“If you can see your path laid out in front of you step by step, you now it’s not your path. Your own path you make with every step you take. That’s why it’s your path. – Joseph Campbell
Culturally, we are storytellers. We move through our lives listening to and narrating stories pertaining to our childhood, stories of how we met friends and spouses, and most of us hold certain books, movies, and television shows, whose stories have impacted our lives, close to our heart. In the last decade, social media sites such as Facebook, Snapchat, and LinkedIn have made social story telling accessible for all of us. Storytelling is how we come to navigate the world, and find our place in it. It is how we relate to one another, and why most people love to meet up with friends in their downtime: to share stories.
When it comes to careers, our stories are just as important. They enable us to connect the dots of our various roles, examine the twists and turns of our paths, and begin to see the bigger picture. If you have had the opportunity to work with a career coach or mentor, you are likely aware of your career trajectory and have spent time reviewing where you have been as a tool to determine where you wish to go in the future. But even if you haven’t worked with a coach or mentor, it’s never too late to review and refine your career story.
How to get started?
Writing out your career history in prose is a great exercise to help you to examine your various roles, determine where you felt on course and where you did not, and assist you in gaining clarity. Write your career narrative in first person and don’t filter your thoughts for your initial draft. Keep it real, keep it honest. Consider it a journaling exercise.
First, reflect on your college career, no matter how many years back or how recent it is. What did you want to study and master when you entered college? What made you choose your major? Did you know what you were passionate and purposeful about or did a specific professor, subject, class, or internship spark something in you? If so, where did you go with that? Was it the path you took in terms of your career? Or, did you take a left turn and take another career route? If so, what propelled it?
Next, consider your first job. Did you know you were on the right path? Did you feel off course? Was there something about the role, company, or your boss that stood out in a positive manner or turned you off? I had been lucky as an intern to work with some incredible bosses and companies. My first full-time role taught me how a bad boss could make a great role in a great company a challenging experience. Let’s just say that beyond micromanaging my life on the job, my first full-time boss was convinced that micromanaging my life away from the office –which consisted of graduate school and relationships –fell under her control. I was lucky to have some great friends and mentors at the company which made my daily life better, and eventually, my boss was let go. The adversity I faced taught me early on in my career how critical it was not only to choose the right role in the right company, but the right boss, too. Did you face any situations that either empowered you or made you feel stuck? It’s all part of your path, and worth noting as you jot down your story.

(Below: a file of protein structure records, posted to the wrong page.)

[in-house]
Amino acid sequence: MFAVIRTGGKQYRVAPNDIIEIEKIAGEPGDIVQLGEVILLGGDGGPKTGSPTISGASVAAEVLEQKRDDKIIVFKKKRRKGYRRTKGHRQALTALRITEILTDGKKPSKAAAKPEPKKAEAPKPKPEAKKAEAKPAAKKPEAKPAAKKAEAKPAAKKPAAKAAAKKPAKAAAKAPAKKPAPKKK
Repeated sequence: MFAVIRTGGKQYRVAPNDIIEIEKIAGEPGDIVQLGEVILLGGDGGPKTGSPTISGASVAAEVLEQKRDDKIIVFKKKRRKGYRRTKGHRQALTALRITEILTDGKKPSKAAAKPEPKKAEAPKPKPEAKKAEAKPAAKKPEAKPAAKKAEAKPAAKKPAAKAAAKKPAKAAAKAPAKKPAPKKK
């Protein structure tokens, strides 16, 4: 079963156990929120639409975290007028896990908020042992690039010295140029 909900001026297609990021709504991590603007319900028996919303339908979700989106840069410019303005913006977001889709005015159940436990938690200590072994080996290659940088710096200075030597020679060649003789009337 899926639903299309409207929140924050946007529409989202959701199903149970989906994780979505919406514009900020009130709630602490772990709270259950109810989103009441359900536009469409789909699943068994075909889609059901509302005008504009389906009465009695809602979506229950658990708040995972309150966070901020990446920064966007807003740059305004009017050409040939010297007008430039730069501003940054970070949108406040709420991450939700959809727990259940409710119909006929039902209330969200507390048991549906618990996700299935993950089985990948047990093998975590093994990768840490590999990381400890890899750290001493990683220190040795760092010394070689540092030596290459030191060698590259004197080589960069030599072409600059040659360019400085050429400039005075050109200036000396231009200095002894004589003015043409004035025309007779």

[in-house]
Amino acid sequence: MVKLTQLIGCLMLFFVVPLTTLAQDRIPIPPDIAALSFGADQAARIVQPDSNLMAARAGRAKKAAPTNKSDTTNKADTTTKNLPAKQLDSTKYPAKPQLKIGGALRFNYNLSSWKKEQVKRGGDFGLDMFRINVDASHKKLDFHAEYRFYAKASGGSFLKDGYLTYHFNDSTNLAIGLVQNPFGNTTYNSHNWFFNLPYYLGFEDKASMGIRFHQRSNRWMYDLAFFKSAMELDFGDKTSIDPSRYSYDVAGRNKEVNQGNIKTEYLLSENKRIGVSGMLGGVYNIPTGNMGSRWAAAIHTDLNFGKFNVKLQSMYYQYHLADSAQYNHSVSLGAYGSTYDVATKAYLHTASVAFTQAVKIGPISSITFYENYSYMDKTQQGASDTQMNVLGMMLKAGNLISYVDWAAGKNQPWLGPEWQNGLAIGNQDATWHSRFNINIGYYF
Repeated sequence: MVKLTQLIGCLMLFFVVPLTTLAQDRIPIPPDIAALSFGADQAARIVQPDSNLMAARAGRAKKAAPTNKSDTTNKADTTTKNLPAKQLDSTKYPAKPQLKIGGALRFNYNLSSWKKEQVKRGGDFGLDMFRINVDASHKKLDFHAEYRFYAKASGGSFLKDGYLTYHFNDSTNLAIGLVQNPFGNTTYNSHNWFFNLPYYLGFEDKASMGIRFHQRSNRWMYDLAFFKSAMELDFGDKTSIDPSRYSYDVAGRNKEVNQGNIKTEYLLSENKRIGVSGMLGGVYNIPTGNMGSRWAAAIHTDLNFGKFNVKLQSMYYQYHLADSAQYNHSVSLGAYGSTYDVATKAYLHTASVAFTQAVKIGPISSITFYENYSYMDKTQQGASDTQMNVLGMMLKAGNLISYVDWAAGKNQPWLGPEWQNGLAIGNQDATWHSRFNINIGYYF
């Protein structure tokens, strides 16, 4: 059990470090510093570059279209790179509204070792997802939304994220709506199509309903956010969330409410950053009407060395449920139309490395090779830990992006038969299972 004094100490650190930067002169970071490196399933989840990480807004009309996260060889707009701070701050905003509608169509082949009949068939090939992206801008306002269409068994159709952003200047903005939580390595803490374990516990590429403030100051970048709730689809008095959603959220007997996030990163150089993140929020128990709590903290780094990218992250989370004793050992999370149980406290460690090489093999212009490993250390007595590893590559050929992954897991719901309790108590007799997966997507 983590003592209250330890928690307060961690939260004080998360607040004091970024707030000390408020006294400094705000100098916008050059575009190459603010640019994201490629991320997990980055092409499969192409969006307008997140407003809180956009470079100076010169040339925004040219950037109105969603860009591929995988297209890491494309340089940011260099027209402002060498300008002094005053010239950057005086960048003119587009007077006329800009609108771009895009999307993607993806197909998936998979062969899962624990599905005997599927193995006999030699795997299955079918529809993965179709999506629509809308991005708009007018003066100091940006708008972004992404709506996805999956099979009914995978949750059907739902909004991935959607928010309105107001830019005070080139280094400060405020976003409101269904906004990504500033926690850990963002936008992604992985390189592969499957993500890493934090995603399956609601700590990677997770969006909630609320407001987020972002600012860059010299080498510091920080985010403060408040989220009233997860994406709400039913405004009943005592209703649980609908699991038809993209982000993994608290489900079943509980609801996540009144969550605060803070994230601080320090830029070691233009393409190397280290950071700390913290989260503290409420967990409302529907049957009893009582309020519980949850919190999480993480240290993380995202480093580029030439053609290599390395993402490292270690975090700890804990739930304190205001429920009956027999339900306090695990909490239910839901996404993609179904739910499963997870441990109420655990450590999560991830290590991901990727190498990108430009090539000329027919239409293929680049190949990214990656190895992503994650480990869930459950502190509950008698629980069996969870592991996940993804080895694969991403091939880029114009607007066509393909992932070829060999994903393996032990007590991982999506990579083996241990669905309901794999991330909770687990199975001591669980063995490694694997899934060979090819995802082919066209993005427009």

As you move through your career history and begin to see the fuller story, consider how your academic background, your job moves to date, and what you seek next all connect, and if they do not connect, seek clarity in why.
- Consider why you made the choices that you did. How did those choices impact your career?
- Which roles clicked for you and which ones didn’t?
- Is there a consistent theme for the roles in which you excelled and the roles in which you did not?
- How long did you stay in each role/career?
- What propelled each of your job/career moves: a better role or company? Salary? A life transition such as marriage, children, a move, or a health issue?
- Are you where you want to be in this here and now of your life?
Once you have gathered all of your career story details, read them through. Reflect and consider if where you have been is indicative of where you wish to go. Get comfortable with your story; adapt it as necessary so that you can articulate it with authority, honesty, and poise. It defines your brand.
If you are interviewing, your career story will come in handy. Take the time before an interview, or even before you consider a new opportunity, to examine what occurred in each of your career roles. Be able to articulate why you took each role, how it helped you, what you gained from it, your impact on the organization, and where you went next and why. Seek clarity on what you learned along the way professionally and personally. There is no wasted time in a career path, just choices you made at various points in your career.
Think of your career story as an elevator pitch in which you narrate why all that you have accomplished thus far has led you to this next chapter in your career. Keep it specific. Keep it clear. And make it personal. When you are asked during an interview to tell the interviewer about yourself, it helps to ask where they would like you to start. It’s unlikely they want to hear about your kindergarten days. Do they want you to share about your last role or your career history for the last ten-plus years? Be prepared with a ten-minute version and a three-minute one, too. Sometimes by visiting where we have been, we connect the dots and gain clarity on where we wish to go. Our career stories inform our past and they often enable us to find our way into our future.